Theoretical physicists observe rare phenomenon in simple material for the first time

Quantum autonomous Hall effect thought to be specific to complex, delicate materials. Theoretical physicists conducting research at The University of Texas at Dallas have observed a rare phenomenon called the quantum anomalous Hall effect in a very simple material. Previous experiments to detect the effect -- when a material exhibits ferromagnetism and ferroelectricity simultaneously -- only rarely found the phenomena in complex materials.

The Wondrous Physics of Spinning Tops

(Inside Science) -- Like millions of people around the world, myself included, Kenneth Brecher grew up spinning dreidels and gambling chocolate money this time of year at his local synagogue. In his youth, the age-old tradition was little more than a game to Brecher. "I would say I had never...

Does anti-gravity explain dark matter?

Why do we have both positive and negative electric charges, but not both positive and negative masses? Could there be negative masses out there which anti-gravitate? How much such anti-gravitating matter behave? Why don’t physicists look for it? Could anti-matter anti-gravitate? So many questions! At the end of today’s video you will know all that physicists know about this.

Physicists create new model to hunt for colliding neutron stars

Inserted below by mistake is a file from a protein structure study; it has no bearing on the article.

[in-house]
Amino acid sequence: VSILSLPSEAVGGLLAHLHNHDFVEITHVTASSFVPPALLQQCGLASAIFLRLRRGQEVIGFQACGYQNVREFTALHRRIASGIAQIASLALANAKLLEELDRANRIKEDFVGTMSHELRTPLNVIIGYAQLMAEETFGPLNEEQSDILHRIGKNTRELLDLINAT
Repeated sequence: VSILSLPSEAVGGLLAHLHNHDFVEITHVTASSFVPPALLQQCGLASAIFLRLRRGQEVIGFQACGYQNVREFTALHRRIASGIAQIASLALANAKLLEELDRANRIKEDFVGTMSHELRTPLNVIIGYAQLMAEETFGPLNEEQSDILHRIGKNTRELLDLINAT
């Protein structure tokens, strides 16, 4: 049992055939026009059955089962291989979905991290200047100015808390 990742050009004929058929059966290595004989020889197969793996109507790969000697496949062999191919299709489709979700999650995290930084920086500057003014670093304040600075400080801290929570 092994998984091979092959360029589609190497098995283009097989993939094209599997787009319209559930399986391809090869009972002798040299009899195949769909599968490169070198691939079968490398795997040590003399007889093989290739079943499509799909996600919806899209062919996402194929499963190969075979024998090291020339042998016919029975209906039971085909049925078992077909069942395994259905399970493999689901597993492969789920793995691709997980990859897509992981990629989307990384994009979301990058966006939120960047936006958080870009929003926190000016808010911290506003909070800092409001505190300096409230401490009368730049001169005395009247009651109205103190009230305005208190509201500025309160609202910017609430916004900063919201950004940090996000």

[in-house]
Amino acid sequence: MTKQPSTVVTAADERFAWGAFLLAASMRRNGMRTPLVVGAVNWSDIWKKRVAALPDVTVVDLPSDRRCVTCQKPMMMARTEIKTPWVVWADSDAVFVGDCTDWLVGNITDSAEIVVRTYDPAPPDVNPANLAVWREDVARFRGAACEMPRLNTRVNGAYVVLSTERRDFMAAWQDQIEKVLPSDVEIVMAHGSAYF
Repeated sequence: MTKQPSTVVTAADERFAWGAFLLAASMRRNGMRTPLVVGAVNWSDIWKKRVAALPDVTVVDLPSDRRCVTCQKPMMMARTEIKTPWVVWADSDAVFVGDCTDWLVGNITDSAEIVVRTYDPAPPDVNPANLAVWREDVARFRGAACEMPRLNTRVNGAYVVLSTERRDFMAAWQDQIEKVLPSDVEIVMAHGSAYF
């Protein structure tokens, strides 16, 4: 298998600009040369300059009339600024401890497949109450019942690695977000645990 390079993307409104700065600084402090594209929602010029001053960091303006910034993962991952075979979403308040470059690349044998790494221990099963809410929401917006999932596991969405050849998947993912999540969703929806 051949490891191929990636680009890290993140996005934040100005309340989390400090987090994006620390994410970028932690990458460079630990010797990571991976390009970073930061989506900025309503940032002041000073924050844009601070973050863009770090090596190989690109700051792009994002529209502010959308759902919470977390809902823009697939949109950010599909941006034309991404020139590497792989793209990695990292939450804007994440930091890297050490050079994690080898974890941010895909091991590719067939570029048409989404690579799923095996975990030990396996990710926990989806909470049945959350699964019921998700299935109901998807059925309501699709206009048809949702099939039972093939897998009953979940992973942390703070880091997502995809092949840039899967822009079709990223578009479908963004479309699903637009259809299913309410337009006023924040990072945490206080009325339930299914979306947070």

University of Alberta physicists have created a new, simpler way to model collisions between neutron stars. The model will enable scientists to predict the brightness of early neutron star mergers more reliably than before – allowing telescopes to gain more information from these events. “Studying the light and electromagnetic waves...

Physicists Begin Detecting Indicators of Neutrinos At Giant Hadron Collider

“The worldwide Ahead Search Experiment crew, led by physicists on the College of California, Irvine, has achieved the first-ever detection of neutrino candidates produced by the Giant Hadron Collider on the CERN facility close to Geneva, Switzerland,” reviews Lengthy-time Slashdot reader fahrbot-bot shared their report:. In a paper revealed...

Physicists have created a new type of diamond by crushing buckyballs

A new form of diamond created in the lab is as strong as natural diamond and better able to withstand heat. A new form of diamond has been created. Its unique structure gives it properties that are similar to those of natural diamonds, but it is more stable under extreme heat, so may be useful in tools that operate in hot conditions.

Physicists create 3D light

The creators hope to use this light to store and process data on quantum computers. According to the journal Nature Communications, physicists were able to create three-dimensional light similar to what is called a skirmone, a type of magnetic vortex that appears intermittently inside certain objects. Studying this will help in discovering new data storage systems.

The Algorithm That Lets Particle Physicists Count Higher Than Two